The boundaries of privacy
Given the attention anthropologists have paid to the ethics of human subject research, following Marion and Crowder it is somewhat surprising to find anthropologists characteristically naïve about image ethics. But even for accomplished street photographers, the practices commonly engaged in this genre may not give the same ethical considerations to these issues as anthropologists. Our key note speaker, Zoë van de Kerkhof, for instance, spoke about trespassing boundaries of privacy in order to make photographs that capture human vulnerability. My intention is not to condemn Van de Kerkhof, as her position echoes a common refrain among street photographers that the spontaneity of the image trumps an ethics of consent. And yet, as students approached me afterwards with questions about the ethics of this approach, I think it important to provide a counter perspective.
The thirst for spontaneity is closely linked to assumptions about the reality afforded to photographic images. While a subject’s awareness of being photographed or filmed will undoubtedly alter their behavior, the impossibility of ethically recording someone without them knowing it seems to produces an unusual level of anxiety for some people toward all documentary practices.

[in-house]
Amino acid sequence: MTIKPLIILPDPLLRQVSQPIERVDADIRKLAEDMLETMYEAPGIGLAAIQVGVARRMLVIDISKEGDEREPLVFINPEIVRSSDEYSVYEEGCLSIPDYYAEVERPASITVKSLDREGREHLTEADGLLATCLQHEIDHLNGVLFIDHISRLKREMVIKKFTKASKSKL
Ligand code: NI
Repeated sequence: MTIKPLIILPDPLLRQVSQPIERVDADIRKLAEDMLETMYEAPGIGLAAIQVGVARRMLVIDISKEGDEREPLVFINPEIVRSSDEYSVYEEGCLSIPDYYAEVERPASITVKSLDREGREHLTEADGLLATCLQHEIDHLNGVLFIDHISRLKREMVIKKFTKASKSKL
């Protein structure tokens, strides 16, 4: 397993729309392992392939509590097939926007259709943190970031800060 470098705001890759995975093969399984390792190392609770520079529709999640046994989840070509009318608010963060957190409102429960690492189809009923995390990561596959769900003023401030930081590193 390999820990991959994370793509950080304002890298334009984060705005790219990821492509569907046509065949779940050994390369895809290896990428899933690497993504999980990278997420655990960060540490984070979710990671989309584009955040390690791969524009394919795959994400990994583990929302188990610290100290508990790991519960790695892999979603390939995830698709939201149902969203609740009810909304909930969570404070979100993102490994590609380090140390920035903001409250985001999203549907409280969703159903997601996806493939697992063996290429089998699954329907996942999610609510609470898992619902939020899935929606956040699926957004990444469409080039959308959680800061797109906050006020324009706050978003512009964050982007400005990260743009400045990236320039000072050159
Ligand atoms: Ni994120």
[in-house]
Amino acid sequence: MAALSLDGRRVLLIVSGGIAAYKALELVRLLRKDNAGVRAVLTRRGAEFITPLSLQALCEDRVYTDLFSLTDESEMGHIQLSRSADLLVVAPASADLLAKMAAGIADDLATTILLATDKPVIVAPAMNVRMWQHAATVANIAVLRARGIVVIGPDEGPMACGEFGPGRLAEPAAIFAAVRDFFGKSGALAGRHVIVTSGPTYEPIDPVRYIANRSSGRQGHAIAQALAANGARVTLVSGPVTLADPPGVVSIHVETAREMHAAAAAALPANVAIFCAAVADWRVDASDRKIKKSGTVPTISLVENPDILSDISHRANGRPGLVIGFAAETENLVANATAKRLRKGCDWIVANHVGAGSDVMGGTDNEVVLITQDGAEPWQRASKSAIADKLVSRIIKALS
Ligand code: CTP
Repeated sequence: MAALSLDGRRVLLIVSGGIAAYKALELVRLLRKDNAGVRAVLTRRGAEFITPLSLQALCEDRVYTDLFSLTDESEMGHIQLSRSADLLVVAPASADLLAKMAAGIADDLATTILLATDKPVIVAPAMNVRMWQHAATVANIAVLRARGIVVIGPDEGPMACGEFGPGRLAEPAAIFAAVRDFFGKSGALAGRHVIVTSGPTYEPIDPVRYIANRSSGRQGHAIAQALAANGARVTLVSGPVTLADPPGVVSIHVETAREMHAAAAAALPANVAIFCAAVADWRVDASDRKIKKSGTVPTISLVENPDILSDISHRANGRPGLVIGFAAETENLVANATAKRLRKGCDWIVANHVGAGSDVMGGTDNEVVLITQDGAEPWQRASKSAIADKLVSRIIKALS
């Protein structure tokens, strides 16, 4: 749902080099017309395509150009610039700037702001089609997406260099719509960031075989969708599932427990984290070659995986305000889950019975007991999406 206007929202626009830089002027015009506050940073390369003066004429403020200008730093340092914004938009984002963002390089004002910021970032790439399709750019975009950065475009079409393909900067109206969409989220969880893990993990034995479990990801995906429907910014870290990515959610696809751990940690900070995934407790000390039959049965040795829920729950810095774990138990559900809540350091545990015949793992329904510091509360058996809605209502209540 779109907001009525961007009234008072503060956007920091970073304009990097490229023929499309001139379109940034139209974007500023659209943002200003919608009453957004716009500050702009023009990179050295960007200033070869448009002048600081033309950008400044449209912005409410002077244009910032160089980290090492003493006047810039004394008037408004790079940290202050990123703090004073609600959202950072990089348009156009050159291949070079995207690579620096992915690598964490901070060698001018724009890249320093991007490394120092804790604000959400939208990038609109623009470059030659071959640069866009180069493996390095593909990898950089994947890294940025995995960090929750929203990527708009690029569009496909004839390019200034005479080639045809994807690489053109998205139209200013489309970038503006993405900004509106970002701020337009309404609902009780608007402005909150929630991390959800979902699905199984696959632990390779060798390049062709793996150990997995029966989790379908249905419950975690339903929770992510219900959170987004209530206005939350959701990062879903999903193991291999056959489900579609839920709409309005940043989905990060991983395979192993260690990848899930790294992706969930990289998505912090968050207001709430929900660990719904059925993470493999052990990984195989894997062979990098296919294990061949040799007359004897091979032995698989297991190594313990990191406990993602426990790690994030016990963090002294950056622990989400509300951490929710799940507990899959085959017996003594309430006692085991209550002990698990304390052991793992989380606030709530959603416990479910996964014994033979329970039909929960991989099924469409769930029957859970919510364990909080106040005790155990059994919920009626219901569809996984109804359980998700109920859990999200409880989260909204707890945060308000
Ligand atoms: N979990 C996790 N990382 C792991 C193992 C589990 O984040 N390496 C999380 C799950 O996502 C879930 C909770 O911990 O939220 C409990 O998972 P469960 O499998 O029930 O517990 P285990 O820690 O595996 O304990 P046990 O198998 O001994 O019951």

Relationship of trust
Whereas many countries legally afford photographers the right to capture and disseminate people’s images as freedom of expression and integral to the exchange of ideas in democratic societies, other countries (like Hungary) have rendered it illegal without the permission of everyone in the photograph. While such 'laws' define the liabilities that photographers may face, they do little to address the unwritten 'laws that come to bear on any given context. This is particularly relevant for anthropology and its less ethical photographic legacies. In this sense, the idea that the camera steals your soul should not be confused with naïve primitivism, but with the reality of racialized science and colonial appropriation.
Public image prohibitions
So whatever the benefits may be of imaging someone without their knowledge, this idea of capturing reality by being an observer on the outside of it does not generally fit well with ethnographic ethics that privileges relationships of trust over exposing hidden realities. To demonstrate my point allow me to relay an experience I had while living in Egypt – a place where public image-making is often met with paranoid suspicion.